Confused about who a Realtor represents in a transaction? Our professionals will explain the benefits of BUYER REPRESENTATION or BUYER AGENCY when purchasing real estate, and will work hard for you as a buyer's agent to help you find the property of your dreams. A simple written agreement is required, along with a signed Minnesota Agency Relationships form that helps clarify the process. Please consult your agent on how to get started to receive premium buyer representation services.
Home is Where Your Future is
Homeownership remains one of the highest goals for many people because of its many benefits. Along with owning a home comes an investment in your future, stability for you and your family, tax savings, personal satisfaction and a sense of community. And thanks to a wide spectrum of financing options and low down payment mortgages available today, more families are realizing their real estate dreams.
At Edwards & Associates, Inc., we understand that choosing to buy a home is probably one of the most important personal and financial decisions you will make, not one to be taken lightly. That’s why our professional staff work with you every step of the way, with advice you can trust.
Six Simple Steps to Home Ownership
Step 1: Defining What You Want
Start by creating a prioritized list of features you want in your next home and the reasons why. Use it as your search guide, but remember that depending on your funding, you will probably need to make some compromises. In addition, talk to your real estate professional about where you want to live. Location is a huge part of any move. Our professional agents are trained to help their clients narrow down their choices by sharing market trends and local information.
Step 2: Figuring Out What You Can Afford
Now that you know what you want, it's time to see what you can afford. You can start by crunching the numbers yourself using our selection of mortgage calculators.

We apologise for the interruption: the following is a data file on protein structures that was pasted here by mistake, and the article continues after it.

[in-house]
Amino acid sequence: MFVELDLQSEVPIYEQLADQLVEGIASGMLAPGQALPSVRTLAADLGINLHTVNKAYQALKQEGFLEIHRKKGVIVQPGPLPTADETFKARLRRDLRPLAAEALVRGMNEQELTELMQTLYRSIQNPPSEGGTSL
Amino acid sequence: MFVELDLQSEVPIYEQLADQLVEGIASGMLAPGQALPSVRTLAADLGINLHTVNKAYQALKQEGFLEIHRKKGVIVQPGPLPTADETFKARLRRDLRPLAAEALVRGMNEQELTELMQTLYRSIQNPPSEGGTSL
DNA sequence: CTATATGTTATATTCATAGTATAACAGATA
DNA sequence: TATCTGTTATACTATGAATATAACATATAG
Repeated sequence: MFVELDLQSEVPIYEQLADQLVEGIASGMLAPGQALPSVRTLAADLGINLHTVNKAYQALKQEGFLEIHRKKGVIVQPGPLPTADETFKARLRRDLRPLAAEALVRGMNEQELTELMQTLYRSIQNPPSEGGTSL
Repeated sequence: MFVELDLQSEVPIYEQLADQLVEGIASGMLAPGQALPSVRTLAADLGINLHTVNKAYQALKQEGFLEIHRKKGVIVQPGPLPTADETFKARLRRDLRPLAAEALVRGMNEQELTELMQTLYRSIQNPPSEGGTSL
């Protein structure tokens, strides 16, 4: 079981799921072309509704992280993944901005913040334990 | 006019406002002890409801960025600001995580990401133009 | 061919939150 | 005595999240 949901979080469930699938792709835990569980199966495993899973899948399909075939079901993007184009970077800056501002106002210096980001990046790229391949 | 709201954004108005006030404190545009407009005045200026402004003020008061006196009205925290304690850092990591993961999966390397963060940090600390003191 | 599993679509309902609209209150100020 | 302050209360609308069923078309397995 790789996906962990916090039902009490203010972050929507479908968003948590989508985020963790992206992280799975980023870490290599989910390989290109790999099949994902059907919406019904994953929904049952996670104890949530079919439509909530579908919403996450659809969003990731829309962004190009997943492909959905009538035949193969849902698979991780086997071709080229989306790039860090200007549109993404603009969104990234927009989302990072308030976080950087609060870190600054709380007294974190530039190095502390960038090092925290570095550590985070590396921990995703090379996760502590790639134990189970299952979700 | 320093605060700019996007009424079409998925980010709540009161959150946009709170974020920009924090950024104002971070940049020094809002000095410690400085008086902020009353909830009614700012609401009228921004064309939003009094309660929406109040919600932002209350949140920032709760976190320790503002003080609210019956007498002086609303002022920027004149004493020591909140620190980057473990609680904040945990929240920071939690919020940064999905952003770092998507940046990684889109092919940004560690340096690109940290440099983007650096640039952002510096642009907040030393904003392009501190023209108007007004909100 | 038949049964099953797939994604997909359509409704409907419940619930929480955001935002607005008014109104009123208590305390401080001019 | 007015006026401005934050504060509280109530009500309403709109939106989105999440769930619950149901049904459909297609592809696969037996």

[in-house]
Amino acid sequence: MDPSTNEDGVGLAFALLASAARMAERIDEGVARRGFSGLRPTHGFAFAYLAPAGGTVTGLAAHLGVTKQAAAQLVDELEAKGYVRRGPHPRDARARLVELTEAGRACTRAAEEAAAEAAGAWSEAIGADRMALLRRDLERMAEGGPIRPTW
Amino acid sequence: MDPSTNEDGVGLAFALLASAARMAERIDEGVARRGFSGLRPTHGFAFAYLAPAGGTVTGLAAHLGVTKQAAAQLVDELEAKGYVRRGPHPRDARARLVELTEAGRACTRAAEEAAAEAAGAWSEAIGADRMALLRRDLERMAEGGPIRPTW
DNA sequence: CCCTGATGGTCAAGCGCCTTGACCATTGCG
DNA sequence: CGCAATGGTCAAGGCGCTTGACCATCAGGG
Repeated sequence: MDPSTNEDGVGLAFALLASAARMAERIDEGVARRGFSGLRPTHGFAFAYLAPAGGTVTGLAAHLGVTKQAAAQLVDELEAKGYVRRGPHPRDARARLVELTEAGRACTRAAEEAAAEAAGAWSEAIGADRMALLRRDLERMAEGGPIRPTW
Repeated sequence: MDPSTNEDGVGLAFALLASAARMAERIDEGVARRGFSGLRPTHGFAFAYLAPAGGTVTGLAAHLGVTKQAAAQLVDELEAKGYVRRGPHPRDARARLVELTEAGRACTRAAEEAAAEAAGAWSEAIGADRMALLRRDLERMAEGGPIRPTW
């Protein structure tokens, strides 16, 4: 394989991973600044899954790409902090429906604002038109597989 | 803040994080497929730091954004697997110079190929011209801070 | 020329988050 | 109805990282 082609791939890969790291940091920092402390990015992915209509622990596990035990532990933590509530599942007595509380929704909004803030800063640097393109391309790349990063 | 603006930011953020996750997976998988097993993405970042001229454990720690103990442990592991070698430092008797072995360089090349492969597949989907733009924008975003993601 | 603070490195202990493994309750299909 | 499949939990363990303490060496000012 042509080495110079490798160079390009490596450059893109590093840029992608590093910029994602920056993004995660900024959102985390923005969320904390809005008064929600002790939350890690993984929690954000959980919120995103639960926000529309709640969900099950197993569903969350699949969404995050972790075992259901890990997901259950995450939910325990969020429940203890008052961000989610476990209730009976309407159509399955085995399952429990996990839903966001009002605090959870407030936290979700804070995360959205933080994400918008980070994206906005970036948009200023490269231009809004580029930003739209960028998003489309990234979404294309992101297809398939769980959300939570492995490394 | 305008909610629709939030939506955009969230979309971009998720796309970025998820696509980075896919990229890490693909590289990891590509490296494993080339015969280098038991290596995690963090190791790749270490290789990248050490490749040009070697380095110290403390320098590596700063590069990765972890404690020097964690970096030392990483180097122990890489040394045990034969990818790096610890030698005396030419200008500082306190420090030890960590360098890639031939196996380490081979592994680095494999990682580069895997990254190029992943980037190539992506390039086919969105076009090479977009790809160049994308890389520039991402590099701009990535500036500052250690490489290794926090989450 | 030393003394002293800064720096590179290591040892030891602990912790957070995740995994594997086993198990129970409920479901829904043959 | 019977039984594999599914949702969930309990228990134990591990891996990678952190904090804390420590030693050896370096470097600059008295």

When you're ready to move to the next step, you can get pre-approved for a mortgage. This process can often be performed in under an hour and it accomplishes two important goals. First, it will tell you how much house you can afford and what your monthly payments would be. Second, it tells the seller that you can afford to buy their home.
By definition, a pre-approved buyer has an approved mortgage subject to an appraisal of the property. Many times a buyer can use this pre-approved status as leverage during the negotiation process.
Step 3: Shopping For Homes
Once you know what community you'd like to live in and have an idea of how much house you can afford, its time to start checking out actual properties. Beginning this search online can help save you time since it can help you target homes that meet your search criteria. Our home notifier can even email you when properties come on the market that meet your search criteria.
Next, begin visiting homes in person. Ask your local real estate professional to arrange visits and attend open houses that are in your target area and price range. When comparing homes, make sure to look at all aspects of the property. Is the property tax approximately the same? Are both the houses renovated? Do they both have the same amount of bedrooms and bathrooms? Are both houses located on the same or similar streets? How is the school district? What is the resale potential?
Remember to keep an open mind when you are looking at homes.
Step 4: Making An Offer